Chennai: Despite a significant spike in Coronavirus cases and vaccine approval in the country, the Tamil Nadu government on Wednesday gave nod to hold the Jallikattu – the popular bull taming sport of the state – during the harvest festival of Pongal in January 2021. However, the Edappadi Palaniswami-led government has made it for everyone to strictly follow guidelines imposed in view of the COVID-19 pandemic. ALSO READ | Night Curfew Imposed In Karnataka From 10 PM To 6 AM Until January 2, 2021
Under the guidelines, a maximum of 300 participants would only be allowed for Jallikattu and 150 for ‘Erudhu Vidum Nigazhchi’, another variety of the sport.
As per the advisory issued by state government, the Jallikattu event will held with 50 per cent audience and it will necessary for all participants to have Covid-19 negative certificate.
A detailed Standard Operating Procedure for the conduct of the sport in January 2021 would be issued separately.
Here’s the SOPs issued by the Tamil Nadu government:
* All participants must undergo the Covid-19 test at a government laboratory and produce a negative certificate. There are 235 COVID laboratories in Tamil Nadu.
* Spectators shall be subjected to thermal scanning before entry into the open spaces earmarked for the events and they must follow requisite social distancing and wear masks.
* Spectators cannot exceed more than 50 per cent of the capacity for the premises so that social distancing norms could be followed. It is also mandatory for all viewers to weak masks.
The sport is traditionally held coinciding with ‘Pongal’, the harvest festival in the Tamil month of ‘Thai’ in January. Alanganallur and Palamedu are among the regions in Tamil Nadu that have been hosting the events for ages.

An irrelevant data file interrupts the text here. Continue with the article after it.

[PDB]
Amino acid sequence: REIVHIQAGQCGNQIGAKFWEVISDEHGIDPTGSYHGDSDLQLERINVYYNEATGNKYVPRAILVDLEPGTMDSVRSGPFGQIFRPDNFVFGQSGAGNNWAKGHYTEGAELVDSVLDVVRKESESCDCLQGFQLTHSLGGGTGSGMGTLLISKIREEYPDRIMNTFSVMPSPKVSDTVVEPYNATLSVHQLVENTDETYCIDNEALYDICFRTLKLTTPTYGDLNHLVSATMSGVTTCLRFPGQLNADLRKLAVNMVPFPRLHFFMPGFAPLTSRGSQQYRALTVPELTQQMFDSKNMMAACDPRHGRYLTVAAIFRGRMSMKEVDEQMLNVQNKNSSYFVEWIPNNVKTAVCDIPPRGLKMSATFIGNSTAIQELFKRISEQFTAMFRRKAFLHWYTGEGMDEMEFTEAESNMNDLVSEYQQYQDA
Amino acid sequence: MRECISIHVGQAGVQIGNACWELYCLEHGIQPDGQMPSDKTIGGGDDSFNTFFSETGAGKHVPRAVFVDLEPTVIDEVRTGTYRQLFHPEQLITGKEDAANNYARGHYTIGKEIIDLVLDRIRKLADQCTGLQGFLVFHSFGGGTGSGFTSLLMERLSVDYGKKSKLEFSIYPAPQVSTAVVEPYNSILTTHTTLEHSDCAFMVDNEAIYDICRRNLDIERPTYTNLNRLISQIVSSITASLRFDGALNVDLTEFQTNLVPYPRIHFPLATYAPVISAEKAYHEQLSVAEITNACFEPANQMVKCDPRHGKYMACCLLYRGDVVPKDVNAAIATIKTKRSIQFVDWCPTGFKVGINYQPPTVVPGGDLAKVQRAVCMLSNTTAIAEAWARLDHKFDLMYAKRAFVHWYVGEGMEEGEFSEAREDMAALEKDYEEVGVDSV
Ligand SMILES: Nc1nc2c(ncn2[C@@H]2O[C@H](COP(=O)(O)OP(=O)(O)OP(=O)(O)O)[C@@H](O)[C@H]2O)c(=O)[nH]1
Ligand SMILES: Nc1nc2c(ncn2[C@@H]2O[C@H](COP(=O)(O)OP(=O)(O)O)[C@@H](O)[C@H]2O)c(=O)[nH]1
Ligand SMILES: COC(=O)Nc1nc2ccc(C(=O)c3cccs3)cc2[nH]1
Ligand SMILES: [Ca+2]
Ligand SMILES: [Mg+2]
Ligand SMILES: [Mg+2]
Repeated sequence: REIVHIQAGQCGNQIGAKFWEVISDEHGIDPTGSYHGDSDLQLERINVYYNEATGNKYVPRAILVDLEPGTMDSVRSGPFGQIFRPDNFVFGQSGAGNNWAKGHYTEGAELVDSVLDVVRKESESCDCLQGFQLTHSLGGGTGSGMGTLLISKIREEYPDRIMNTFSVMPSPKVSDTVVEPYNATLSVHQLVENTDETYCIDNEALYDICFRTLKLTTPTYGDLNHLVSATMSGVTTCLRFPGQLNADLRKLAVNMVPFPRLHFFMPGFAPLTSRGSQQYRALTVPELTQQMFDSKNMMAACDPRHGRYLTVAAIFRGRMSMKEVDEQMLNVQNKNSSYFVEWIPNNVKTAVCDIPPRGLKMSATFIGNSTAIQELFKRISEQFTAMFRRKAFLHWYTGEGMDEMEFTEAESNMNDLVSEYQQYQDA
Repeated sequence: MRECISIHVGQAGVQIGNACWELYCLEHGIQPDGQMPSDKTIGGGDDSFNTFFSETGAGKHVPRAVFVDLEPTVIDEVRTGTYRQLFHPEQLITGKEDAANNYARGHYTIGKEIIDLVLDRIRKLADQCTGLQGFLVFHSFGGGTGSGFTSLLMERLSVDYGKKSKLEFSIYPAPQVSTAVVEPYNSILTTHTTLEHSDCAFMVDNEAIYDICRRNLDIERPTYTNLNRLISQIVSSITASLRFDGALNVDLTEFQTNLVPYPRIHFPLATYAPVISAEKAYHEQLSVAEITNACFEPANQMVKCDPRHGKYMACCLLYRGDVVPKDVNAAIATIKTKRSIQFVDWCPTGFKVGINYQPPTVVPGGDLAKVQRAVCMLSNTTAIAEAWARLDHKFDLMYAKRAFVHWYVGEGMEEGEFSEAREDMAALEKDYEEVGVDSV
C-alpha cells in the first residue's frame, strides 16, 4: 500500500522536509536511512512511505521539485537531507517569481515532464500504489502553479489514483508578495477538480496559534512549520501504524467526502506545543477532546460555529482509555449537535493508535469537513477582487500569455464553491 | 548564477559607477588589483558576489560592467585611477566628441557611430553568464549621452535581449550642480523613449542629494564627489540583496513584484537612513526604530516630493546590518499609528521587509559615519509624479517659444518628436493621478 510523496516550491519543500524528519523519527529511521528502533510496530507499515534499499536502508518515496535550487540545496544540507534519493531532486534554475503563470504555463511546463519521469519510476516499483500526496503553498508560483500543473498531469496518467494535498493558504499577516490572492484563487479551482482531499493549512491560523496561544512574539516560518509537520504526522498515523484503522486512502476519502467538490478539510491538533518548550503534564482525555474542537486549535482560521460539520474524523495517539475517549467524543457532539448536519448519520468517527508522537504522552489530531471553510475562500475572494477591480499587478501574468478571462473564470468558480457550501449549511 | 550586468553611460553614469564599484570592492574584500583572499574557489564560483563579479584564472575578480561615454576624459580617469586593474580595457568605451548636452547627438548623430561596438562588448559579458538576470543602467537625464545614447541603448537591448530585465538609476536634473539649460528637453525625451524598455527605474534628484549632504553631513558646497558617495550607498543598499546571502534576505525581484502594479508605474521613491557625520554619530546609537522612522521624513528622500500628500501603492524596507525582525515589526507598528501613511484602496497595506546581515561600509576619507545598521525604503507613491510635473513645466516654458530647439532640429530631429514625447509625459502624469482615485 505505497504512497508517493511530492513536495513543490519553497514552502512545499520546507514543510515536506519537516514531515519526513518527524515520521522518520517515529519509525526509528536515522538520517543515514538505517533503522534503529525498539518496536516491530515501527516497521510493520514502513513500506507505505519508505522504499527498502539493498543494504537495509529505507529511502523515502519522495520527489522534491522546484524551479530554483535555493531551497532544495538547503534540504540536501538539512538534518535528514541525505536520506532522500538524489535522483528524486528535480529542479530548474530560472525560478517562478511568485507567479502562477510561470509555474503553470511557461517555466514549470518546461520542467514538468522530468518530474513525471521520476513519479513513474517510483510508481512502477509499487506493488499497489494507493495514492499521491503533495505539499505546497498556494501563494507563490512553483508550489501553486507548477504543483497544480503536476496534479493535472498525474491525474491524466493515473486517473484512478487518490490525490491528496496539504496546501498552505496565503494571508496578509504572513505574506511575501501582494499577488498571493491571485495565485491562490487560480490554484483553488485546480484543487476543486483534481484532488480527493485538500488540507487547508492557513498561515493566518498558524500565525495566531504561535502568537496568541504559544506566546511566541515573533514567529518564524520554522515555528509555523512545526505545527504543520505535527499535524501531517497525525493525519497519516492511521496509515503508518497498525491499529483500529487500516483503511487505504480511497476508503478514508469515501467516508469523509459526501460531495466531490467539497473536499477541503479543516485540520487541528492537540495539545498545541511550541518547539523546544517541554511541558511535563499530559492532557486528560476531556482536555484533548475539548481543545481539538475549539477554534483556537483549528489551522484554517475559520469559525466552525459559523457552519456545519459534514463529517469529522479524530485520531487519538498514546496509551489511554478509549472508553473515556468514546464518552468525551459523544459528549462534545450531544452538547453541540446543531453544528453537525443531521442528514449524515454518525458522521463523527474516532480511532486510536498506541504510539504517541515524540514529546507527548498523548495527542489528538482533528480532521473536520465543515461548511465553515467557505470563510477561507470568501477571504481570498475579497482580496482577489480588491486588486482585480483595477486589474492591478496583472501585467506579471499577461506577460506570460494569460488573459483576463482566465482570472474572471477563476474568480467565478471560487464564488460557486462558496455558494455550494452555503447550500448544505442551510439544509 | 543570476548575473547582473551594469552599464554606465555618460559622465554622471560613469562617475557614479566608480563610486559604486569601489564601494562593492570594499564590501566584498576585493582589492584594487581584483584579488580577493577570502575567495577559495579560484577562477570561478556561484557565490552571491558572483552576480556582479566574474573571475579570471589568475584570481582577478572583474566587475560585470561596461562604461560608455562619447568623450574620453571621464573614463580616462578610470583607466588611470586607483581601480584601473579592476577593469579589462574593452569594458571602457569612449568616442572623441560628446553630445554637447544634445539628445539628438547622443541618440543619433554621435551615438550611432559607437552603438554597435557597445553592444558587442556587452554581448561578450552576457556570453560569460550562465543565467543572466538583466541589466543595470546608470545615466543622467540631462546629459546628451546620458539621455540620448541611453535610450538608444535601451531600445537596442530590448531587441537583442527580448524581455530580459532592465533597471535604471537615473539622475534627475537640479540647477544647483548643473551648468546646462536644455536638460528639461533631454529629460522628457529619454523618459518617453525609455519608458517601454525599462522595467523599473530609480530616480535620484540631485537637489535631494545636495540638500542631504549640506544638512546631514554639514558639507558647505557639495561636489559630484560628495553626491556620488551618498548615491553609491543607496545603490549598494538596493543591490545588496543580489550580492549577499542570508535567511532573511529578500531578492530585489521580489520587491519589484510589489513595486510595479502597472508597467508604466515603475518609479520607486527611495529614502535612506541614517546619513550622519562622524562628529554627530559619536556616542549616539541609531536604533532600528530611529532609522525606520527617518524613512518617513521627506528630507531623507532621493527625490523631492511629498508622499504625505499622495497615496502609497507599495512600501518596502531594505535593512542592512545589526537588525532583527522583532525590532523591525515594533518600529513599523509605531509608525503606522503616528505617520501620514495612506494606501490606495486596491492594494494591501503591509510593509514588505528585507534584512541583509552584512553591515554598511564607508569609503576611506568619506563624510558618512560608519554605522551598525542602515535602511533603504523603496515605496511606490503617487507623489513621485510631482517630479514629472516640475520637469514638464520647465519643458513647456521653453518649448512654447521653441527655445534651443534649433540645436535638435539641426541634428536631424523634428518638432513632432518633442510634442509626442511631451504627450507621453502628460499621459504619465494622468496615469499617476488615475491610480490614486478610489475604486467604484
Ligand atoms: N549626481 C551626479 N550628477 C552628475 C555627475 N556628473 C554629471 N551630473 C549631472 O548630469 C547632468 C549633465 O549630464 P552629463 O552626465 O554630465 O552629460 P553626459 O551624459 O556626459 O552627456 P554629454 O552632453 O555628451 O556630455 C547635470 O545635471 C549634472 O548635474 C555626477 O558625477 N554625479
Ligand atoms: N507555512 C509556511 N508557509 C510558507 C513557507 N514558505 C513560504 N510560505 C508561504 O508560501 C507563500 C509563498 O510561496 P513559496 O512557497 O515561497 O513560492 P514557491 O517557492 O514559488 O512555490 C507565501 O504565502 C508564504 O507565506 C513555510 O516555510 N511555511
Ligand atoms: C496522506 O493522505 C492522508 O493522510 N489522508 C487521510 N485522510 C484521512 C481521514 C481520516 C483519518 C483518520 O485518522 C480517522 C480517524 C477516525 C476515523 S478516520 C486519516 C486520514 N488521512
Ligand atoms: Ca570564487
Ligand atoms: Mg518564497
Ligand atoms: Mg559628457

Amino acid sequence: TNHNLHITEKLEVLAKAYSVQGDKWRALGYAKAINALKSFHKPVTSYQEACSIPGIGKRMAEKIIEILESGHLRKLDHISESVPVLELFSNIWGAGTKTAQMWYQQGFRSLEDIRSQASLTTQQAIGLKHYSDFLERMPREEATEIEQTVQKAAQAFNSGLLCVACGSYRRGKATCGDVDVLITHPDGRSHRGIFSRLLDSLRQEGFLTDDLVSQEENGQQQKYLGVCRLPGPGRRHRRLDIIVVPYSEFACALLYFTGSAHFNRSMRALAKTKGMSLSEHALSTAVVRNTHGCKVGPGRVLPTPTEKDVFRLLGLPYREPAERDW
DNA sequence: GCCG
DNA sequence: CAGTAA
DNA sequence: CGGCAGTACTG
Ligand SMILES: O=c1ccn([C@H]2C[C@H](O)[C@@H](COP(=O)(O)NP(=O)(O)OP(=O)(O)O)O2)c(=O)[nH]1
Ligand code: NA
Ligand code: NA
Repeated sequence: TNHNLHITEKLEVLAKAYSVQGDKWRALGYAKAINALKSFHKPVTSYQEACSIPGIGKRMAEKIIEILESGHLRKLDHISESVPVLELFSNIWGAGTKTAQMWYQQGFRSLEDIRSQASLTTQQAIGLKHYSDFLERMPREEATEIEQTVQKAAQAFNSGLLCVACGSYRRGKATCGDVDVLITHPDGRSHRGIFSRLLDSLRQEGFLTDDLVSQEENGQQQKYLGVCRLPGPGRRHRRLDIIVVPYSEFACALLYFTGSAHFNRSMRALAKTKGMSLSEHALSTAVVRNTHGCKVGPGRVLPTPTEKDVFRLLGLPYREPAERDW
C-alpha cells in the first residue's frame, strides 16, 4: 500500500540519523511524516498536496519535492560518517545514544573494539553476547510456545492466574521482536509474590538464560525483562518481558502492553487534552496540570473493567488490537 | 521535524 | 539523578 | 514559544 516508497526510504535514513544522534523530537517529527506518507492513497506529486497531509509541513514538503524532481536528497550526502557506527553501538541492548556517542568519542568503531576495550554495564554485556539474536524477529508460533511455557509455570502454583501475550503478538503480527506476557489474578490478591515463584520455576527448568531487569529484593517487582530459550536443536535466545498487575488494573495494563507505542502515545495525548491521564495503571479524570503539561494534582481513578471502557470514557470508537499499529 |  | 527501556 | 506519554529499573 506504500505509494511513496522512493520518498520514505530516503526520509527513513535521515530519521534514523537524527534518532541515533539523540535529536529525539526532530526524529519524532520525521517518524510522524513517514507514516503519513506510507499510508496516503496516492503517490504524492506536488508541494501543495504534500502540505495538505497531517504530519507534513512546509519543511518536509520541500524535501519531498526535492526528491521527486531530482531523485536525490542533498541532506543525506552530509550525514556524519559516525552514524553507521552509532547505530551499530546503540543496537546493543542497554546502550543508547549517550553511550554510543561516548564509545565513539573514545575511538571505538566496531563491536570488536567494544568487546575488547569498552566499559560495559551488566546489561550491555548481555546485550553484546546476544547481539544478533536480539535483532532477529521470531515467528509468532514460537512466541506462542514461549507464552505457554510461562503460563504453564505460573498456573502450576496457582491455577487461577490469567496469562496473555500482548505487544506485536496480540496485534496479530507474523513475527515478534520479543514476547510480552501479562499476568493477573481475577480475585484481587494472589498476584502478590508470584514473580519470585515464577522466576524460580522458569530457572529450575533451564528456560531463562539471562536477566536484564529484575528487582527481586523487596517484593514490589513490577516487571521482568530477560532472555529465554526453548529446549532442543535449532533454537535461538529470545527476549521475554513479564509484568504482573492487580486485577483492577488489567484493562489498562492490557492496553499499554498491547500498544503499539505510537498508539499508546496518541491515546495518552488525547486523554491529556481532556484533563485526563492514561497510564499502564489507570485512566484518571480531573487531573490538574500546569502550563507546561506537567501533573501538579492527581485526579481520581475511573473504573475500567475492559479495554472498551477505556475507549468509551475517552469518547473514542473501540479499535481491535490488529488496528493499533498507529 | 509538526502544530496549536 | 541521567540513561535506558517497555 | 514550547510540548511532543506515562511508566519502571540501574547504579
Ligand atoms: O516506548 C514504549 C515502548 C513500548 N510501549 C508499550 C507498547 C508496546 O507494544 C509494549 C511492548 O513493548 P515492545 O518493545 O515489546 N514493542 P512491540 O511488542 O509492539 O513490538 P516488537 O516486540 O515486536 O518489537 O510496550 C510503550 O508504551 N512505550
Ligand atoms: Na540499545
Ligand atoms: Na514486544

Meanwhile, Pongal festival is celebrated to thank rain/sun Gods and farm animals on the first day of Tamil month Thai.
Every year, several people gets injured during the in the bull taming sport of Jallikattu. A bull tamer has to hang on the bull’s hump for some minutes in order to claim the prize that ranges between gold and silver coins, household articles, and consumer durables.
Across the state people got up early, put on new clothes and offered special prayers at temples. At homes at the auspicious time children beating a small drum shouted ‘Pongolo Pongal’, ‘Pongolo Pongal’ when the milk started boiling over the pot as a part of preparing ‘Chakarai Pongal’ the special dish of the festival.
In some homes conches are blown prior to the formal offering. When the milk boils over, other ingredients – rice, jaggery, Bengal gram – are added to the milk and finally ghee fried cashews, almonds and cardamom are also added. The pleasant aroma filled the homes making people salivate for the dish.